Mechanical Engineering Principles

Mechanical Engineering Principles

Why are competent engineers so vital? Engineering is among the most important of all professions. It is the authors’ opinions that engineers save more lives than medical doctors (physicians). For example, poor water, or the lack of it, is the second largest cause
of human death in the world, and if engineers are given the ‘tools’, they can solve this problem. 
The largest cause of human death is caused by the malarial mosquito, and even death due to malaria can be decreased by engineers – by providing helicopters for spraying areas infected by the mosquito and making and designing medical syringes and pills to protect people against catching all sorts of diseases. Most medicines are produced by engineers! How does the engineer put 1 mg of ‘medicine’ precisely and individually into millions of pills, a an affordable price? Moreover, one of the biggest contributions by humankind was the design of the agricultural tractor, which was designed and built by engineers to increase food production many-fold, for a human population which more-or-less quadruples every century! It is also interesting to note that the richest countries in the world are very heavily industrialized. Engineers create wealth! Most other professions don’t! Even in blue sky projects, engineers play a major role. For example, most rocket scientists are chartered engineers or their equivalents and Americans call their chartered engineers (and their equivalents), scientists.

Astronomers are space scientists and not rocket scientists; they could not design a rocket to conquer outer space. Even modern theoretical physicists are mainly interested in astronomy and cosmology and also nuclear science. In general a theoretical physicist cannot, without special training, design a submarine structure to
dive to the bottom of the Mariana Trench, which is 11.52 km or 7.16 miles deep, or design a very long bridge, a tall city skyscraper or a rocket to conquer outer space. It may be shown that the load on a submarine pressure hull of diameter 10 m and length 100 m is equivalent to carrying the total weight of about 7 million London
double-decker buses! This book presents a solid foundation for the reader in mechanical engineering principles, on which s/he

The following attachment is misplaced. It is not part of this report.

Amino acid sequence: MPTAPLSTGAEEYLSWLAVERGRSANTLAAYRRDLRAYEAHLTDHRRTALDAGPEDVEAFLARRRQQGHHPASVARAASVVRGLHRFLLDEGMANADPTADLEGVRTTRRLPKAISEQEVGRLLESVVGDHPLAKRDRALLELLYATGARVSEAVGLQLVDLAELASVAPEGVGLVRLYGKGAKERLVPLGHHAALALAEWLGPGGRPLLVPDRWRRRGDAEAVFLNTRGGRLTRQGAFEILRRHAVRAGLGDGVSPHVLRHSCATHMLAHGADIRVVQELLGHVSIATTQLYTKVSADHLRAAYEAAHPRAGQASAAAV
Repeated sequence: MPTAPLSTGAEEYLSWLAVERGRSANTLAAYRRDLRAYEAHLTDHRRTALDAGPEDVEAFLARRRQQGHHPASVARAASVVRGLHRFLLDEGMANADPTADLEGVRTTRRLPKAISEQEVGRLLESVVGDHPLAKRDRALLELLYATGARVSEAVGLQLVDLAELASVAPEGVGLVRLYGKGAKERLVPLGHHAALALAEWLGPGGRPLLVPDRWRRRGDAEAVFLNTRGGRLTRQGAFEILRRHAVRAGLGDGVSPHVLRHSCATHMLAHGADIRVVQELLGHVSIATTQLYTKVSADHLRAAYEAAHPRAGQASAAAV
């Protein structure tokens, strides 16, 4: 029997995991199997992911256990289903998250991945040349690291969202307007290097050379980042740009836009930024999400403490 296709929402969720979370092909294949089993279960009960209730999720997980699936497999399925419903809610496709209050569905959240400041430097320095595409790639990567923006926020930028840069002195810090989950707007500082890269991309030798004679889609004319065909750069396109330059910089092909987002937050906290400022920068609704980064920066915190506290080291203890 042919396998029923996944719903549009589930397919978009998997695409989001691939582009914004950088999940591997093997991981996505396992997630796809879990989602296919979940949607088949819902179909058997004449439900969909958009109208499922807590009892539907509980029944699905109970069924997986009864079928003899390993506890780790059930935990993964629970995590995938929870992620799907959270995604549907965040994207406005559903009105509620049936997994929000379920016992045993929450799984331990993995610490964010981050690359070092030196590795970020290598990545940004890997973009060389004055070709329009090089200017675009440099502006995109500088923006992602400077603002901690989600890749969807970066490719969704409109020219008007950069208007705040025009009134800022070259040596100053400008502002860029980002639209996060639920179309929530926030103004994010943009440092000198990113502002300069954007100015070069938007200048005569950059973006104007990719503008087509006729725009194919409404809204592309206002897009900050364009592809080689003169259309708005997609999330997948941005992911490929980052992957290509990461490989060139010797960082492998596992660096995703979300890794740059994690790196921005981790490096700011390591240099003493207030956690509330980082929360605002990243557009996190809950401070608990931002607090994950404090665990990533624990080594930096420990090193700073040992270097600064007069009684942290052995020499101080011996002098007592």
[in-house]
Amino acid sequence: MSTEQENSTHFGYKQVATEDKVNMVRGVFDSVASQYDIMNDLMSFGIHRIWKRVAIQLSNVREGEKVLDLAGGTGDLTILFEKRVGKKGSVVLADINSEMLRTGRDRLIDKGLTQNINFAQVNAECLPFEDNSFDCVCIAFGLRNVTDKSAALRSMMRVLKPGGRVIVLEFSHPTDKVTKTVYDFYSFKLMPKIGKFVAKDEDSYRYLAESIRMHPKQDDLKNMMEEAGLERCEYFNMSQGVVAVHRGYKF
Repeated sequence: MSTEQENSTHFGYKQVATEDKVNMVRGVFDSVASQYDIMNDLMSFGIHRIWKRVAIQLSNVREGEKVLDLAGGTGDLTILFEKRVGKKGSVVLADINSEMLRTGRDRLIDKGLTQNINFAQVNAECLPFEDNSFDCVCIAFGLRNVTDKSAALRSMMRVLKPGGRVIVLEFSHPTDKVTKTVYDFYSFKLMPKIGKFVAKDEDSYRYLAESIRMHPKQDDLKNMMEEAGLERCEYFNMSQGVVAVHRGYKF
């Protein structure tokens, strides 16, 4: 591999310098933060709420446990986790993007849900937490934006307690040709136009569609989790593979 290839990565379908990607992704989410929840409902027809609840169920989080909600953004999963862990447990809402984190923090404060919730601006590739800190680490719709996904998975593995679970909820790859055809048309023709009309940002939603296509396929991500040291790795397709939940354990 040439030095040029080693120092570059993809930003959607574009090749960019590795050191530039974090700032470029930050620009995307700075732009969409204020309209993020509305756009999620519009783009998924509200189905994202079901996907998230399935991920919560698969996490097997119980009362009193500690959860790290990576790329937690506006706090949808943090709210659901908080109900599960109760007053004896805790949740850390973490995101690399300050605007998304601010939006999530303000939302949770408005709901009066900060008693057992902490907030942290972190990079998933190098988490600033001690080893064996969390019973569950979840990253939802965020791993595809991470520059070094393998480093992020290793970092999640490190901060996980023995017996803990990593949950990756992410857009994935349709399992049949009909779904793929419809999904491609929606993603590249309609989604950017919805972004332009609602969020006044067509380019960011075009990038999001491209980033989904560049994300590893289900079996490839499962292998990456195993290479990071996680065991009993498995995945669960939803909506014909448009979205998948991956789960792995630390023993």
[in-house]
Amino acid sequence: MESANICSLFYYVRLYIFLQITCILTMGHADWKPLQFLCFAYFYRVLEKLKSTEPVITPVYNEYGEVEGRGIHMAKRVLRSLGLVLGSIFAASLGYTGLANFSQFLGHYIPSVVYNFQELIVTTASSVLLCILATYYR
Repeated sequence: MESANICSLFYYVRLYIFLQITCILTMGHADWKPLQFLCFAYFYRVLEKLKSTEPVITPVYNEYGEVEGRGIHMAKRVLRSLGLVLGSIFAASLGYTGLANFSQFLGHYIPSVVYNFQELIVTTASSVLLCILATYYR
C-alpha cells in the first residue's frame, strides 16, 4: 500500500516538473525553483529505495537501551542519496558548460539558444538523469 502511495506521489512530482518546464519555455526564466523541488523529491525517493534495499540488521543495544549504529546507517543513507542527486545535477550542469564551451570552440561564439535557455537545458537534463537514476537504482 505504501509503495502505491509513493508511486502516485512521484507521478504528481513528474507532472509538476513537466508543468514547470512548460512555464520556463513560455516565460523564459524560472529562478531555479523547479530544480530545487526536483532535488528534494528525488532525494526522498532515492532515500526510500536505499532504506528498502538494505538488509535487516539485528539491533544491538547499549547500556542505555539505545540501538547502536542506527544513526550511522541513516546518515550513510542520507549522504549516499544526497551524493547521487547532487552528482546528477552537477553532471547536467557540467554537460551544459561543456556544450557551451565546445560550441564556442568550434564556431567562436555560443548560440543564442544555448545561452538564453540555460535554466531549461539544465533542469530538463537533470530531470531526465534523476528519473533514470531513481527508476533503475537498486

can safely build tall buildings and long bridges that may last for a thousand years or more. It is the authors’ experience that it is most unwise to attempt to build such structures on shaky foundations; they may come tumbling down – with disastrous consequences. John Bird is the former Head of Applied Electronics in the Faculty of Technology at Highbury College, Portsmouth,U.K. More recently, he has combined freelance lecturing at the University of Portsmouth, with Examiner responsibilities for Advanced Mathematics with City and Guilds, and examining for the International Baccalaureate Organisation. He is the author of over 125 textbooks on engineering and mathematical subjects with worldwide sales of one million copies. He is currently a Senior Training Provider at the Defence School of Marine Engineering in the Defence College of Technical Training at H.M.S. Sultan, Gosport, Hampshire, U.K. Carl Ross gained his first degree in Naval Architecture, from King’s College, Durham University; his PhD in Structural Engineering from the Victoria University of Manchester; and was awarded his DSc in Ocean Engineering from the CNAA, London. His research in the field of engineering led to advances in the design of submarine pressure hulls. His publications and guest lectures to date exceed some 290 papers and books, etc., and he is Professor of
Structural Dynamics at the University of Portsmouth, UK.

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